If you want to talk about safe overclocking then you HAVE to talk about the PSU. The higher you overclock the more sensitive the CPU becomes to quality of the electrical supply the more ripple generated by the PSU the less stable the overclock will be. This is not only true of your CPU but also your graphics card. Overclocking RAM doesn't get you much of anything in the way of performance gain. There is no point in being able to start Windows with an overclock and start the game with an overclock when the game crashes because your PSU cannot supply a clean voltage. The advantage of the new Gigabyte boards is that they have completely digital VRMs which will again supply a cleaner voltage to your CPU.
When you play a game you want to play it for hours on end without having to reboot the damn machine every 15 minutes or so. Am I correct? When you see those videos or reports of how high folks have managed to overclock only very few of them will be honest enough to tell you how long the system remained stable.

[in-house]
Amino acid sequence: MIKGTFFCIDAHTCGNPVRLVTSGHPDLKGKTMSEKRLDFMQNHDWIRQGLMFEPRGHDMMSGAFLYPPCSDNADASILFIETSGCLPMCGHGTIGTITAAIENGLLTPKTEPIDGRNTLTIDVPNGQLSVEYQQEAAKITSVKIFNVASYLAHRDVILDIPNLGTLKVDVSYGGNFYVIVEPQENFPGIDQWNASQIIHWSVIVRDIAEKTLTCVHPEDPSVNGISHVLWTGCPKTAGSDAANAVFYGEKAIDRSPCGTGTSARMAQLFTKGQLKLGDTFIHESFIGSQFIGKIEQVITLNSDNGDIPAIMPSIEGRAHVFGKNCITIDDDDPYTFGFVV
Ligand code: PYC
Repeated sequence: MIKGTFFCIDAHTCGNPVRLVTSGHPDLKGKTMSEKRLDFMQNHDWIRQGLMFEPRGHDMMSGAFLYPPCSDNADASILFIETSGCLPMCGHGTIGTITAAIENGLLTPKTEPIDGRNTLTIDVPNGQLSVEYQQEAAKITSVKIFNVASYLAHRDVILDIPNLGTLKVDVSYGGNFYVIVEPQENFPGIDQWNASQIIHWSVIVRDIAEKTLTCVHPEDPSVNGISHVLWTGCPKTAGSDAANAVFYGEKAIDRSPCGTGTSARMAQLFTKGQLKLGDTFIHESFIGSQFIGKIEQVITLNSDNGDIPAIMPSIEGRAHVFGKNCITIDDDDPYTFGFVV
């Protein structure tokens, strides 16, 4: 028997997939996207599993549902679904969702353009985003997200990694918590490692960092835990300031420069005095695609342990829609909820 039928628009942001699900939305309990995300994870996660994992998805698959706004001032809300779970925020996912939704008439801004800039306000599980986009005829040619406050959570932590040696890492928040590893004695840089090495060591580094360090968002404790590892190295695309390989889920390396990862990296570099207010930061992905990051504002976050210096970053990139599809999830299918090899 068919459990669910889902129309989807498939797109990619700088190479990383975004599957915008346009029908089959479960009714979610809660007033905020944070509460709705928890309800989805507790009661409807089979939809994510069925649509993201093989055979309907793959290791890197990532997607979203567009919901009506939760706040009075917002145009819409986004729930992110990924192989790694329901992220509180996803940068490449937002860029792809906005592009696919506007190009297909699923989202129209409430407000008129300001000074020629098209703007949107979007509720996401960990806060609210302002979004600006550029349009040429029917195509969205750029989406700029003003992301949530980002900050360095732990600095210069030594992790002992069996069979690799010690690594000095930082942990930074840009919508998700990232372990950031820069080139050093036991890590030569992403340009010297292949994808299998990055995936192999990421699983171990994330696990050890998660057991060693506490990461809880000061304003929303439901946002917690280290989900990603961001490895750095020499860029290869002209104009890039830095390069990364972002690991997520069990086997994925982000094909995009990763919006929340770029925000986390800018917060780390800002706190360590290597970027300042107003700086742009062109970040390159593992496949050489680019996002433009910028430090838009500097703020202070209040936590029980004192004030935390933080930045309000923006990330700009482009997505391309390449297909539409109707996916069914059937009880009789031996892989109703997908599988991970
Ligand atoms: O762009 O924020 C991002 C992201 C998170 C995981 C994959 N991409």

It's not however like I am thinking of dying any time soon (even though I am 54), so if you do get the system and you want some more specific advice on overclocking - or your system in general - then I will still be here.
When you see the games results from overclocking then it is not something you would notice if you were actually playing the game - there comes a point where there is no noticeable difference to you as the player whether you are getting 85fps or 105fps. Why put more wear and tear onto your CPU when you don't need to?
I also wrote another thread about how to get more performance out of a game that cannot use multithreading here:
- Rep Power
Thank you so much. I was wondering if the deal that Dabs is having with the i7-4770K is good?
Asus Intel 4th Gen Gamer Bundle (Includes Z87-PRO, Core i7-4770K & 8GB Vengeance Pro Memory, €593.93), if it isn't then this would be my build:
CPU: Intel core i7-4770K
MOBO: Gigabyte Z87X-UD4H
CPU COOLER: Corsair h100i
RAM: G Skill Ripjaws X 8GB
GPU: Sapphire AMD Radeon HD 7850 (Going to upgrade when the new 9000 cards come out.)
PSU: Corsair AX760
DVD Drive: Liteon DVD Burner&Writer
SSD: Samsung 120GB 840 series
(HDD: Going to buy a WD 1TB Caviar Black when I save up enough money.)
Case: I Can't decide between the Fractal Design Define R4 and the CoolerMaster HAF XM. I like the look of the R4 and the sound deafening material but the HAF does come with more airflow,imo, since i'm going to take away the top fan and put the h100i at the top. And the HAF goes well with the red.